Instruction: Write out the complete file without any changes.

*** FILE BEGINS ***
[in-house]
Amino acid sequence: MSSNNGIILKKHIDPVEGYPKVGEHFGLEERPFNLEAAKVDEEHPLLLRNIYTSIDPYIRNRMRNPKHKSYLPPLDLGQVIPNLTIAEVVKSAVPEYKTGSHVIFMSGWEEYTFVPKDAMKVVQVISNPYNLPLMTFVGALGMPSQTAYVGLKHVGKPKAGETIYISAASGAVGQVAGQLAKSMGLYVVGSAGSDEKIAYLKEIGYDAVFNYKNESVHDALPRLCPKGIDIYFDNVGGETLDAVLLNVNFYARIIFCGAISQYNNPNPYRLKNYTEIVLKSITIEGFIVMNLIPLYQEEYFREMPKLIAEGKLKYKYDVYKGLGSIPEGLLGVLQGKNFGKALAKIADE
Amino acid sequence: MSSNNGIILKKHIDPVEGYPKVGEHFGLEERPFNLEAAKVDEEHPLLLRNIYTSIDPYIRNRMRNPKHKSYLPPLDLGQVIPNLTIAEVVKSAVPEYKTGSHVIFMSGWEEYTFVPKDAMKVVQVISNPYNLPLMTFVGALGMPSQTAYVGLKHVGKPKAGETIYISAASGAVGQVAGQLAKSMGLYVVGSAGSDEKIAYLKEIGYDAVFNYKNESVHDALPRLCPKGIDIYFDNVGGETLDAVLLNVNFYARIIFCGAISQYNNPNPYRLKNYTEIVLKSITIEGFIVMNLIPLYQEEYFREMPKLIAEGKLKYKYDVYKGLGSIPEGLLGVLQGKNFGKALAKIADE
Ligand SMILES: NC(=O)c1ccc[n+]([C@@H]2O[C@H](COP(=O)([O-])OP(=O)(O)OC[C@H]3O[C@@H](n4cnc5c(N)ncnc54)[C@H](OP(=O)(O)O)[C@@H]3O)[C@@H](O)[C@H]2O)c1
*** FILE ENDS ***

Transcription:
[in-house]
Amino acid sequence: MSSNNGIILKKHIDPVEGYPKVGEHFGLEERPFNLEAAKVDEEHPLLLRNIYTSIDPYIRNRMRNPKHKSYLPPLDLGQVIPNLTIAEVVKSAVPEYKTGSHVIFMSGWEEYTFVPKDAMKVVQVISNPYNLPLMTFVGALGMPSQTAYVGLKHVGKPKAGETIYISAASGAVGQVAGQLAKSMGLYVVGSAGSDEKIAYLKEIGYDAVFNYKNESVHDALPRLCPKGIDIYFDNVGGETLDAVLLNVNFYARIIFCGAISQYNNPNPYRLKNYTEIVLKSITIEGFIVMNLIPLYQEEYFREMPKLIAEGKLKYKYDVYKGLGSIPEGLLGVLQGKNFGKALAKIADE
Amino acid sequence: MSSNNGIILKKHIDPVEGYPKVGEHFGLEERPFNLEAAKVDEEHPLLLRNIYTSIDPYIRNRMRNPKHKSYLPPLDLGQVIPNLTIAEVVKSAVPEYKTGSHVIFMSGWEEYTFVPKDAMKVVQVISNPYNLPLMTFVGALGMPSQTAYVGLKHVGKPKAGETIYISAASGAVGQVAGQLAKSMGLYVVGSAGSDEKIAYLKEIGYDAVFNYKNESVHDALPRLCPKGIDIYFDNVGGETLDAVLLNVNFYARIIFCGAISQYNNPNPYRLKNYTEIVLKSITIEGFIVMNLIPLYQEEYFREMPKLIAEGKLKYKYDVYKGLGSIPEGLLGVLQGKNFGKALAKIADE
Ligand SMILES: NC(=O)c1ccc[n+]([C@@H]2O[C@H](COP(=O)([O-])OP(=O)(O)OC[C@H]3O[C@@H](n4cnc5c(N)ncnc54)[C@H](OP(=O)(O)O)[C@@H]3O)[C@@H](O)[C@H]2O)c1